On the comal or a dry skillet, “roast the chiles.” Place the dried chiles on each side until they puff up from the heat and air, which only takes a few moments. Once they’ve been “roasted,” add them to a large bowl of water.  Roast the xoconostle, tomatillos, garlic, and onion on the comal, until slightly charred. Add to water with chiles. Let soak for 20 minutes.

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Place this mixture in a blender and puree until smooth. Heat the oil in a large pot like a Dutch oven, and add the puree into the hot oil and cook over medium low heat, stirring for about 5 to 10 minutes to desired consistency. 

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Add the meat and its broth. Cook for about 30-45 minutes, until meat is fork tender.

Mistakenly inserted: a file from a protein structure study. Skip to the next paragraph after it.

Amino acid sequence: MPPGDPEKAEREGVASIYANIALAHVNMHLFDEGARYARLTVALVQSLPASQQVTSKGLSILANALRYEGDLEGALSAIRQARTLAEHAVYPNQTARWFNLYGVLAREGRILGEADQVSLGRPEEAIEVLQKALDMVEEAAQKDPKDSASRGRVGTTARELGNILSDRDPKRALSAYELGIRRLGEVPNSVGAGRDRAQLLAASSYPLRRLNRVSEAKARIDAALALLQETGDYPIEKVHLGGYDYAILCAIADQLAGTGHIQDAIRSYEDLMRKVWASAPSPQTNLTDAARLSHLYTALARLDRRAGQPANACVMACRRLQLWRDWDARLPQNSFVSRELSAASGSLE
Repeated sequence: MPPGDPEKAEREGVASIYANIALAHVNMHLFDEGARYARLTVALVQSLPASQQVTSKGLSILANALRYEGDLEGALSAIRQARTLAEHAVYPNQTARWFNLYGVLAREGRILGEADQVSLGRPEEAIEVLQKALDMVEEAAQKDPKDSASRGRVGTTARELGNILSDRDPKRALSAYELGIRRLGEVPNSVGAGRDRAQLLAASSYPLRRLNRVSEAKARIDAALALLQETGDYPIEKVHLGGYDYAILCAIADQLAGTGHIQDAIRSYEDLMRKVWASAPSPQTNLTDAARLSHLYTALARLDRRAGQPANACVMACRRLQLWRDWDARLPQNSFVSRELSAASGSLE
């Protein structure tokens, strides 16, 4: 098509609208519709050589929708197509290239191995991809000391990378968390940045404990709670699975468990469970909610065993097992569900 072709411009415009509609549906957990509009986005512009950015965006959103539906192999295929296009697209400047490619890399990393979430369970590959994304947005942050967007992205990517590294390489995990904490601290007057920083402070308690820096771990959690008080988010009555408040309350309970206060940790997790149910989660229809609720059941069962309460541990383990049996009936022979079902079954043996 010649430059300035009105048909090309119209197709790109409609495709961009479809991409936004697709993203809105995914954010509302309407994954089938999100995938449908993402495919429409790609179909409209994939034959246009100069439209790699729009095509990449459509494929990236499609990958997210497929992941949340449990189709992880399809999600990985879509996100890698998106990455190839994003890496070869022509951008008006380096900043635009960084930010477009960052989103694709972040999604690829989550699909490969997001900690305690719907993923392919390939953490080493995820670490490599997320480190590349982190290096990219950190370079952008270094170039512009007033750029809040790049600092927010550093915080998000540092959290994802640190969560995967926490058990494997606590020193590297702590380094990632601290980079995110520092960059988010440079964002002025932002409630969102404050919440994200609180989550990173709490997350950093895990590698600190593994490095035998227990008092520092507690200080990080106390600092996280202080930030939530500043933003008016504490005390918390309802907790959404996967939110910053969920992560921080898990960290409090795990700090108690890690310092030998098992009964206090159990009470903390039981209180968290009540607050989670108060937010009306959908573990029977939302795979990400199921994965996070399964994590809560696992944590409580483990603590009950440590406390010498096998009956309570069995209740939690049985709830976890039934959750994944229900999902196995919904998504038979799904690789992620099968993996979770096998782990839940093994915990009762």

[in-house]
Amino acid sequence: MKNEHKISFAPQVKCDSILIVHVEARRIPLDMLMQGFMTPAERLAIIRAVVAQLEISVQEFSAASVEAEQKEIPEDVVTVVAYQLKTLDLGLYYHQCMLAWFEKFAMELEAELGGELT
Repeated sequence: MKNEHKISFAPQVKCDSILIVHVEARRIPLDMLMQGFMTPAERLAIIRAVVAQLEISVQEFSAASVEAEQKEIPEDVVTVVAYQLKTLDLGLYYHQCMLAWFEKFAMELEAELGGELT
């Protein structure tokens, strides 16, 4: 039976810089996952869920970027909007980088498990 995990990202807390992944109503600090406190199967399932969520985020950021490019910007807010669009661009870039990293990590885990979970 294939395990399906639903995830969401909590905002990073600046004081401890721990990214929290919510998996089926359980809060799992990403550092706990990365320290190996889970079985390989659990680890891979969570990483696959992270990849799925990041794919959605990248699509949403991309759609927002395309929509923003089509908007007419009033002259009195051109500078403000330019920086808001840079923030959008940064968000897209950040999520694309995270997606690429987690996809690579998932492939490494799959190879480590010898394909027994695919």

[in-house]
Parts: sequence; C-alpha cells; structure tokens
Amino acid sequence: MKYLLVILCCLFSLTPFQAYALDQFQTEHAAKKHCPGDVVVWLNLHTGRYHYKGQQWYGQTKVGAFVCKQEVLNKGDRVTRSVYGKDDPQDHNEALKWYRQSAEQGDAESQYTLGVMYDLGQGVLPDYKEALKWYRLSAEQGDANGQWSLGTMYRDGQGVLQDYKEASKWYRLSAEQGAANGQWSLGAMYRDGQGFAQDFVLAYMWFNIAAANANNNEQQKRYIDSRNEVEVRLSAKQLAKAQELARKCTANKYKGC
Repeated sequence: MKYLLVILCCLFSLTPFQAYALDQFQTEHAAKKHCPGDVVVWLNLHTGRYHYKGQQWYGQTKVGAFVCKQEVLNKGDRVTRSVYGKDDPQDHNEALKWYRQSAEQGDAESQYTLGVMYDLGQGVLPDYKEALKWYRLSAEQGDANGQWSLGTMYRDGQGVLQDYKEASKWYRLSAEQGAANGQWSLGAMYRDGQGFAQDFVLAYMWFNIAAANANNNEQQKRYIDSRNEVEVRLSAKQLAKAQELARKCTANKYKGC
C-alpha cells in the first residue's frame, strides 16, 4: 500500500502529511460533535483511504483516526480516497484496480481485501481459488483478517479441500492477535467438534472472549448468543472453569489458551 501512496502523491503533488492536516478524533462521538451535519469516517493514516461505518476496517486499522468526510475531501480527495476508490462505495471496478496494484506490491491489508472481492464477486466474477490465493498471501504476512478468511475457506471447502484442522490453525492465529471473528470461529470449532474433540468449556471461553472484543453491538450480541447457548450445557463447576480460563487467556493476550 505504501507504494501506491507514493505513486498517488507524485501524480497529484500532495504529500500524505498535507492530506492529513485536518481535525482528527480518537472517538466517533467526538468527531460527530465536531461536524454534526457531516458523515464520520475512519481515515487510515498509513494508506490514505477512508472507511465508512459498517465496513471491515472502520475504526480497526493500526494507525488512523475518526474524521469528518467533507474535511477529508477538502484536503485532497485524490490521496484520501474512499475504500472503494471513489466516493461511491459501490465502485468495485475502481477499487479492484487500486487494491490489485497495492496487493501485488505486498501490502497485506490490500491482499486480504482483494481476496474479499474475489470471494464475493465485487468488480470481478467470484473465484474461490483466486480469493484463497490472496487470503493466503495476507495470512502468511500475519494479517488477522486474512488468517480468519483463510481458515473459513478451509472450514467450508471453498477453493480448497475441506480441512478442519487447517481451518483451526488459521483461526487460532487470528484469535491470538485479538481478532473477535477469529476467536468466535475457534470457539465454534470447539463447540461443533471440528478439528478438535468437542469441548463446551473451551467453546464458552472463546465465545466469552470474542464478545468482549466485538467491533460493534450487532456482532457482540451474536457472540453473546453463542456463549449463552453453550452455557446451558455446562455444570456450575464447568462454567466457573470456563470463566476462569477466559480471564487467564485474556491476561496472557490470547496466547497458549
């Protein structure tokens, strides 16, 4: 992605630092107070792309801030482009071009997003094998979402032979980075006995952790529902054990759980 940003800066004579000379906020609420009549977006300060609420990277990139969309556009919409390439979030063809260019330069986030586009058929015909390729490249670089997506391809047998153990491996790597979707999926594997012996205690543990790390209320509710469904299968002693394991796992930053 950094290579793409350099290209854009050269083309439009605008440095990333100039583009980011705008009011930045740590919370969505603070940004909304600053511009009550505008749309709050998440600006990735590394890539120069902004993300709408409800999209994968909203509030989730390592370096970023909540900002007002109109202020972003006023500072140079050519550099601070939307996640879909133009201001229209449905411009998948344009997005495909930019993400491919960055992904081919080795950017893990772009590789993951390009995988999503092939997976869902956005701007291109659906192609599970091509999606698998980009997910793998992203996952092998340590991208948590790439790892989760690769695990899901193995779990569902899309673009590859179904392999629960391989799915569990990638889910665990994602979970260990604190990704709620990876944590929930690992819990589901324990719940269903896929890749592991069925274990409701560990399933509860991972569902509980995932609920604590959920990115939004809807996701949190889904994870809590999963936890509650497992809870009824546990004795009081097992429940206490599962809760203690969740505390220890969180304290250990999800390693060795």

Add the vegetables when the meat is fork tender and cook for another 30 minutes.

Add the epazote (if available) LAST – about 5 minutes before the mole is ready to serve.  

Serve with hot tortillas, lime wedges, and finely chopped white onion.

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Paris!

Le chat est noir! The cat is black. 

La chienne mange un bonbon! The dog eats candy.

Le garcon est riche! The boy is rich. 

J’aime vin rouge! I like red wine.

These are the type of nonsense sentences I’ve been spouting off for about a month before my trip to Paris. With my duo lingo app handy on the subway, I surely was learning all of the essential phrases in French. (Forgive me, I was too lazy to insert accents.) I was well equipped with restaurant recommendations, neighborhood walks, and most thankfully, a friend who lived in Paris. I remembered to say, “Je suis desole, anglais?” (I’m sorry, English?) with a big smile and most people were helpful and friendly enough. My Parisian friend Eddy taught me to elongate my “Merciiiiiiiiiiii” and I was rewarded with excellent service and courtesy.